She makes her home in Amelia Island, where each summer during treasure-hunting season—May to August—she gets quite the workout. It’s a time when seas tend to be calm and Pope’s salty, six-member crew works from sunup to sundown, with no days off for 90 days straight, hoping every day might be the day they hit the mother lode. And, believe it or not, such a strike would not be that far-fetched. Interestingly enough, the statistics are as promising as the shiny Spanish silver dollar, known as a “piece of eight,” that Pope wears around his neck.
Better yet, “Florida has the probability of more Spanish shipwrecks because they all sailed from Havana through the narrow Straits of Florida, which put them practically on our coast during a normal passage,” he says. In other words, Spanish fleets would jam-pack their vessels with South American treasure and round up the galleons in Havana. Then, they’d set sail in a northerly direction, using the Gulf Stream to zip them back toward their homeland. If they ran into dicey weather, however, a disaster at sea was not uncommon.
No Easy Task
The search for shipwrecks is by no means simple. In fact, Pope readily admits it’s the hardest work he has ever done. “If treasure hunting were easy we would send the women and children out to do it, and we would stay in the bar and drink beer all day,” he says jokingly. Which begs the question, what keeps this squinty-eyed, 62-year-old adventurer going?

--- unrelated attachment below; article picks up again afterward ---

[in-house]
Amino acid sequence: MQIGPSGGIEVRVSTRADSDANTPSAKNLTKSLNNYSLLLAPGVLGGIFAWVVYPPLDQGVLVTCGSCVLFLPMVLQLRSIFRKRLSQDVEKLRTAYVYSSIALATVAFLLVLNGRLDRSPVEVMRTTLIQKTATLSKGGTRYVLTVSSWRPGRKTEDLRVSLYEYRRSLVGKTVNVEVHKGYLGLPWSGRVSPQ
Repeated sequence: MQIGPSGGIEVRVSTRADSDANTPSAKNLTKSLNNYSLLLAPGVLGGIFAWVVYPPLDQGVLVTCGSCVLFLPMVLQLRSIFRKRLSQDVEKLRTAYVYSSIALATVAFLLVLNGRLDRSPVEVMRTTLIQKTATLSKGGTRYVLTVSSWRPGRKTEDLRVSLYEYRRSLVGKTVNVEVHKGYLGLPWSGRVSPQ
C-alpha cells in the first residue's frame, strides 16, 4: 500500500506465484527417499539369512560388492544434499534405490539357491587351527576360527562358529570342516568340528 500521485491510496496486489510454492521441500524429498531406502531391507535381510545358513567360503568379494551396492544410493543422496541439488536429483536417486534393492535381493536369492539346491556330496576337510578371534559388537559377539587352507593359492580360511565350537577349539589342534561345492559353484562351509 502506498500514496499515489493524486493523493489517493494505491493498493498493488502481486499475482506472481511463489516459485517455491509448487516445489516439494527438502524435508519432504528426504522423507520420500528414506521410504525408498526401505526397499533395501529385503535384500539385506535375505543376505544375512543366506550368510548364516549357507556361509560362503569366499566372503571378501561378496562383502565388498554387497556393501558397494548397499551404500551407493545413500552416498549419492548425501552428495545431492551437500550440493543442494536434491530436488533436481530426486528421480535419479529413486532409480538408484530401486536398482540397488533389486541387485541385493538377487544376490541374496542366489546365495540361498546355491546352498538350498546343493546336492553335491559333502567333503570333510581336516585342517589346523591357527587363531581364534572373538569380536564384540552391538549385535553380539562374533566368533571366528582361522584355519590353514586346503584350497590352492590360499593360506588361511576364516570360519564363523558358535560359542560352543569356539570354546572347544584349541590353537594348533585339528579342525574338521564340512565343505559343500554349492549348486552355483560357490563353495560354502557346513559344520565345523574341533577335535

“Hardheadedness, “ he says. “Tenacity,” his wife, Jann, adds.
Also spurring the captain on is his sidekick, Scott Jensen, an underwater archaeologist who shares the same seafaring passion. Sitting across from Pope in his equipment-rich beach house in Fernandina Beach, Jensen is a great imitation of a pirate if there ever was one. At nearly 7 feet tall, he sports a black bandana with a long, curly ponytail peeking out. A clunky gold-diver’s watch graces his left wrist. Dirt makes its home under each of his fingernails. He’s got four college degrees under his belt, along with a master’s in marine archaeology.
“There’s not too many boys who don’t want to go treasure hunting,” Jensen tells me. “It’s a lifelong dream. Diving to the ocean’s depths and looking for signs from the past is like opening a birthday present. Every time you dive in, you never know what lies in store for you. I find it difficult not to be passionate about it.”